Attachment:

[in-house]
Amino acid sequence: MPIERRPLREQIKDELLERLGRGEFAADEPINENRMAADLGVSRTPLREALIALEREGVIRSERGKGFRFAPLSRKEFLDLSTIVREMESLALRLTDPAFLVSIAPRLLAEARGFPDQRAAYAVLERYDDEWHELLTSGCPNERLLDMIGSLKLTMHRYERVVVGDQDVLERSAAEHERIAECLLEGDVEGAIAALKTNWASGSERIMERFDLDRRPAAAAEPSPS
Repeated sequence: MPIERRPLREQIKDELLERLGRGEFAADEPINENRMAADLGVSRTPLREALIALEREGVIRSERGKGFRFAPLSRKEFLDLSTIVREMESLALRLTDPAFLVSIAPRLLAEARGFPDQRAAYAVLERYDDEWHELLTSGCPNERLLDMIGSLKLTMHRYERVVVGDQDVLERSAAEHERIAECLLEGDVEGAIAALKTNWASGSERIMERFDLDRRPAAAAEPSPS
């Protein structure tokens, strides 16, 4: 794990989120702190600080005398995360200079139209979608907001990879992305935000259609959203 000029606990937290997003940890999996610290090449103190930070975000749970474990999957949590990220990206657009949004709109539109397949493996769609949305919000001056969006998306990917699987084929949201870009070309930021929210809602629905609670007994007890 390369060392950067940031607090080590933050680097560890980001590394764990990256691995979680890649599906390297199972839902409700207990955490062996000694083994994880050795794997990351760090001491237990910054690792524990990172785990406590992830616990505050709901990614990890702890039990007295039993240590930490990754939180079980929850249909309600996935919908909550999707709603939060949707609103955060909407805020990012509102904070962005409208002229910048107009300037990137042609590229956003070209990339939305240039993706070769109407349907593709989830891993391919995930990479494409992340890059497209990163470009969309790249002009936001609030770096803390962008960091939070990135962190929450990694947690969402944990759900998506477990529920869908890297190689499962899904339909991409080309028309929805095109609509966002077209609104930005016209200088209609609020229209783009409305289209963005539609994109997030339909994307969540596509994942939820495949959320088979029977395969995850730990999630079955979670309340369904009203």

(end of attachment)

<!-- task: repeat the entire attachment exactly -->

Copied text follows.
[in-house]
Amino acid sequence: MPIERRPLREQIKDELLERLGRGEFAADEPINENRMAADLGVSRTPLREALIALEREGVIRSERGKGFRFAPLSRKEFLDLSTIVREMESLALRLTDPAFLVSIAPRLLAEARGFPDQRAAYAVLERYDDEWHELLTSGCPNERLLDMIGSLKLTMHRYERVVVGDQDVLERSAAEHERIAECLLEGDVEGAIAALKTNWASGSERIMERFDLDRRPAAAAEPSPS
Repeated sequence: MPIERRPLREQIKDELLERLGRGEFAADEPINENRMAADLGVSRTPLREALIALEREGVIRSERGKGFRFAPLSRKEFLDLSTIVREMESLALRLTDPAFLVSIAPRLLAEARGFPDQRAAYAVLERYDDEWHELLTSGCPNERLLDMIGSLKLTMHRYERVVVGDQDVLERSAAEHERIAECLLEGDVEGAIAALKTNWASGSERIMERFDLDRRPAAAAEPSPS
């Protein structure tokens, strides 16, 4: 794990989120702190600080005398995360200079139209979608907001990879992305935000259609959203 000029606990937290997003940890999996610290090449103190930070975000749970474990999957949590990220990206657009949004709109539109397949493996769609949305919000001056969006998306990917699987084929949201870009070309930021929210809602629905609670007994007890 390369060392950067940031607090080590933050680097560890980001590394764990990256691995979680890649599906390297199972839902409700207990955490062996000694083994994880050795794997990351760090001491237990910054690792524990990172785990406590992830616990505050709901990614990890702890039990007295039993240590930490990754939180079980929850249909309600996935919908909550999707709603939060949707609103955060909407805020990012509102904070962005409208002229910048107009300037990137042609590229956003070209990339939305240039993706070769109407349907593709989830891993391919995930990479494409992340890059497209990163470009969309790249002009936001609030770096803390962008960091939070990135962190929450990694947690969402944990759900998506477990529920869908890297190689499962899904339909991409080309028309929805095109609509966002077209609104930005016209200088209609609020229209783009409305289209963005539609994109997030339909994307969540596509994942939820495949959320088979029977395969995850730990999630079955979670309340369904009203």